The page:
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The Moscow Times: Nervy Investors Halt Market’s Record Run

Hambro has yet to recover almost 12 percent of the value it has lost since Oleg Mitvol, the deputy head of the agency, first accused it of misconduct on Nov. 29.

Monday, December 18, 2006. Issue 3563. Page 8.
By Simon Shuster
Staff Writer

All good things must eventually end, and so it was last week for the 14-day run of positive numbers on Russian markets, which analysts said could now expect to be less liquid and more volatile as the holiday season begins.

On Tuesday, the RTS was down 0.7 percent and the MICEX dipped 0.1 percent, but both finished the week in positive territory as investors’ worries were eased.

“Russians are born traders but not born investors,” said James Beadle, research head at Pilgrim Asset Management. “They jump in and out very quickly and take a profit if something makes them nervous.”

What made them nervous last week, and sparked the impending downturn, were the meetings of the U.S. Federal Reserve on Tuesday and the Organization of Petroleum Exporting Countries, or OPEC, on Thursday. But neither one had a decidedly negative outcome.

The Fed surprised no one on Tuesday by holding interest rates at 5.25 percent and reiterating concerns over a slump in the U.S. housing market. The same day, however, U.S. reports of a 1.1 percent jump in November retail sales outshined much of the gloom in the Fed’s statement and raised hopes that the correction expected for U.S. markets would be gradual.

“I am positively convinced that it will be a soft landing,” Beadle said. “It is taking place right now.”
 
The fears leading up to the OPEC meeting turned out to be emptier still, as the oil-producing countries announced further supply cuts, which promise to sustain high oil prices and bolster the Russian economy. The cuts will be imposed in February, paring a half-million barrels off the cartel’s daily output. But OPEC has often failed to follow through on such pledges.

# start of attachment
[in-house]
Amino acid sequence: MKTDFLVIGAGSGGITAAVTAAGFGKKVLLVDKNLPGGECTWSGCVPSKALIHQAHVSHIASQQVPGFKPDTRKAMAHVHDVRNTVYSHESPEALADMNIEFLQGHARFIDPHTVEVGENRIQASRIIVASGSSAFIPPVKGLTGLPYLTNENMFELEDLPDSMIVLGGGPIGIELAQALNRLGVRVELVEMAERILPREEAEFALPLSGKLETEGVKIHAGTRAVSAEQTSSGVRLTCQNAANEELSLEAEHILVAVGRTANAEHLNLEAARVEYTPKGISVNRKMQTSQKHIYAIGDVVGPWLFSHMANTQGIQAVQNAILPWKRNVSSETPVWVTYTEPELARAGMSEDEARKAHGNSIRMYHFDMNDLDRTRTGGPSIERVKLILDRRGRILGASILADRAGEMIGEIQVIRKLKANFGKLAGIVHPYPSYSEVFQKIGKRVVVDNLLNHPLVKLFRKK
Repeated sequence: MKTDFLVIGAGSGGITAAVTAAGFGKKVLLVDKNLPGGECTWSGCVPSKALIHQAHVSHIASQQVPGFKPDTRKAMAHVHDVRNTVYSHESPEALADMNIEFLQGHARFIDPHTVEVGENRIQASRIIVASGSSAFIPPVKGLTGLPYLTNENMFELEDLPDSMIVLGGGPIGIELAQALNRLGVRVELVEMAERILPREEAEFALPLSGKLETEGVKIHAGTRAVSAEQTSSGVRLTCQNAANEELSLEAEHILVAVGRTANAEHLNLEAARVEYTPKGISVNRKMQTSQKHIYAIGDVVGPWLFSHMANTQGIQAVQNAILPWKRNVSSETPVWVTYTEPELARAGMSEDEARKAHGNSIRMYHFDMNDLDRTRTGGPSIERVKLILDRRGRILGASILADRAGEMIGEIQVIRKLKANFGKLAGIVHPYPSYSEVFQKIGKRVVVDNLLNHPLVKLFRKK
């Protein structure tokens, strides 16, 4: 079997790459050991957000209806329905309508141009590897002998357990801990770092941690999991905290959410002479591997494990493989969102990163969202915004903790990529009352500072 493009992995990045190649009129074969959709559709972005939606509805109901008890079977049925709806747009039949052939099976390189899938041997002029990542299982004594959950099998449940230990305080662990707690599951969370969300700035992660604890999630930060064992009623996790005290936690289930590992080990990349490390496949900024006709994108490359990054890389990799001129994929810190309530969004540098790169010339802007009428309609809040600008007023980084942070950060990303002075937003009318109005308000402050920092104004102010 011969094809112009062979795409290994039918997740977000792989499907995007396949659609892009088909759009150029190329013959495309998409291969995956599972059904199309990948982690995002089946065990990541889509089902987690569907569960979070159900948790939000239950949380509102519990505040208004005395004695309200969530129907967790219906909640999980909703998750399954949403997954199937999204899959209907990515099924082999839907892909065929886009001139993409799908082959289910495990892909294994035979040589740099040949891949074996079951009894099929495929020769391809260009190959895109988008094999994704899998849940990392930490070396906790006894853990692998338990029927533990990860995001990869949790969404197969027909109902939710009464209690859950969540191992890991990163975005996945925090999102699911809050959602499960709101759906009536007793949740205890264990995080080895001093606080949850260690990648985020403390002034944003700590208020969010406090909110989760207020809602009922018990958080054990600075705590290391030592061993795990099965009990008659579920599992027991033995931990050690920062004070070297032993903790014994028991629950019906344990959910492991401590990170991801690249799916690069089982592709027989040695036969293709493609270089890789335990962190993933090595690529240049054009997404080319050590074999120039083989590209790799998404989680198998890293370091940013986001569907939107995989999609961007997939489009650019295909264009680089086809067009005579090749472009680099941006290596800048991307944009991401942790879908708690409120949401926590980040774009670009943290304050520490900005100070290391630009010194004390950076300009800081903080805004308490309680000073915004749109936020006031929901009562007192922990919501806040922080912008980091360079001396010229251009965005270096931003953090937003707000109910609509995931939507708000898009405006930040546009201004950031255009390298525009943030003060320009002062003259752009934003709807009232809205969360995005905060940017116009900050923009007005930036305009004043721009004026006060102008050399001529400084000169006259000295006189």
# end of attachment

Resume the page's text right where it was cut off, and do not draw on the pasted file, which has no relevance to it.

“I can’t say that we have a lot of belief in OPEC’s ability to move its production up and down,” said Rory MacFarquhar, economist at Goldman Sachs.

Analysts agreed, however, that Brent crude prices would stay above $60 per barrel well into next year and should allow Russian oil firms, which have taken a back seat to banks and utilities in recent weeks, to go back to driving the economy in 2007.

The next few weeks, however, may be a period of modest trading but higher than usual risk.

“As investors drift off toward holiday vacations, it takes only a few people to move the markets, and that can make for some real volatility,” said Kim Iskyan, head of research at MDM Bank. “It’s an odd contradiction of the holiday doldrums.”

The Central Bank and Finance Ministry decided last week to allow foreigners to buy stakes of up to 20 percent in Russian banks without state authorization. Natalya Orlova, head of research at Alfa Bank, said in a note to investors Thursday that the move would encourage banking sector IPOs in the long run.

But since the move was foreseen as part of Russia’s deal with the United States on joining the World Trade Organization, it will not have a short-term impact on the market, MacFarquhar said.

Peter Hambro Mining (POG.LN) had another roller coaster week, losing 22.9 percent of its value Monday and Tuesday as checks on all but one of its Russian licenses were reportedly under way. By week’s end, however, the stock had recovered 21.2 percent after the agency that was conducting the inspections agreed to ease its scrutiny. Hambro has yet to recover almost 12 percent of the value it has lost since Oleg Mitvol, the deputy head of the agency, first accused it of misconduct on Nov. 29.

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